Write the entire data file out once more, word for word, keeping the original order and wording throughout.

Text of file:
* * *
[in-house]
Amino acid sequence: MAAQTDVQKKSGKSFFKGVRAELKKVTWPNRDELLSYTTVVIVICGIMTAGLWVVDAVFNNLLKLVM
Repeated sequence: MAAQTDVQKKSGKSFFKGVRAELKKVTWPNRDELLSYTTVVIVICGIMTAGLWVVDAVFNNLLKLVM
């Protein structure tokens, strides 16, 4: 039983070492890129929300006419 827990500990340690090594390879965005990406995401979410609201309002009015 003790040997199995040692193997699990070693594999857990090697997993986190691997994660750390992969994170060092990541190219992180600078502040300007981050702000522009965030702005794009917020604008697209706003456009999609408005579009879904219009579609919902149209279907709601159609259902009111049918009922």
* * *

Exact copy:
[in-house]
Amino acid sequence: MAAQTDVQKKSGKSFFKGVRAELKKVTWPNRDELLSYTTVVIVICGIMTAGLWVVDAVFNNLLKLVM
Repeated sequence: MAAQTDVQKKSGKSFFKGVRAELKKVTWPNRDELLSYTTVVIVICGIMTAGLWVVDAVFNNLLKLVM
């Protein structure tokens, strides 16, 4: 039983070492890129929300006419 827990500990340690090594390879965005990406995401979410609201309002009015 003790040997199995040692193997699990070693594999857990090697997993986190691997994660750390992969994170060092990541190219992180600078502040300007981050702000522009965030702005794009917020604008697209706003456009999609408005579009879904219009579609919902149209279907709601159609259902009111049918009922």